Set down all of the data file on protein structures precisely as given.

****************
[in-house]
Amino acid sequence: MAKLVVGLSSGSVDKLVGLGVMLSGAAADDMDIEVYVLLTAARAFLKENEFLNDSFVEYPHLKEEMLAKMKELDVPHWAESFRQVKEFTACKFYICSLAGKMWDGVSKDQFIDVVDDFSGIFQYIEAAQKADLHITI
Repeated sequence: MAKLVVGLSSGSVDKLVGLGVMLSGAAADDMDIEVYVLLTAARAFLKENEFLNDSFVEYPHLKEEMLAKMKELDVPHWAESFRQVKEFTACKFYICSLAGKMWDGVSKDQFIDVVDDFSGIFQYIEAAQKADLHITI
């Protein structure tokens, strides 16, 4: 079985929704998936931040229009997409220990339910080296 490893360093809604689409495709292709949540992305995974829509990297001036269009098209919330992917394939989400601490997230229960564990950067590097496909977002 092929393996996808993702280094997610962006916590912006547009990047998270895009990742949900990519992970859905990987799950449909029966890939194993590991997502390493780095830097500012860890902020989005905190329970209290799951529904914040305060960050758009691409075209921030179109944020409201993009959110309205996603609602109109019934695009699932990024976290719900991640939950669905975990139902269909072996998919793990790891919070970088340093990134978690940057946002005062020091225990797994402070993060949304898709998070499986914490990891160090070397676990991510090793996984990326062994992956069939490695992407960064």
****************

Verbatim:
[in-house]
Amino acid sequence: MAKLVVGLSSGSVDKLVGLGVMLSGAAADDMDIEVYVLLTAARAFLKENEFLNDSFVEYPHLKEEMLAKMKELDVPHWAESFRQVKEFTACKFYICSLAGKMWDGVSKDQFIDVVDDFSGIFQYIEAAQKADLHITI
Repeated sequence: MAKLVVGLSSGSVDKLVGLGVMLSGAAADDMDIEVYVLLTAARAFLKENEFLNDSFVEYPHLKEEMLAKMKELDVPHWAESFRQVKEFTACKFYICSLAGKMWDGVSKDQFIDVVDDFSGIFQYIEAAQKADLHITI
């Protein structure tokens, strides 16, 4: 079985929704998936931040229009997409220990339910080296 490893360093809604689409495709292709949540992305995974829509990297001036269009098209919330992917394939989400601490997230229960564990950067590097496909977002 092929393996996808993702280094997610962006916590912006547009990047998270895009990742949900990519992970859905990987799950449909029966890939194993590991997502390493780095830097500012860890902020989005905190329970209290799951529904914040305060960050758009691409075209921030179109944020409201993009959110309205996603609602109109019934695009699932990024976290719900991640939950669905975990139902269909072996998919793990790891919070970088340093990134978690940057946002005062020091225990797994402070993060949304898709998070499986914490990891160090070397676990991510090793996984990326062994992956069939490695992407960064």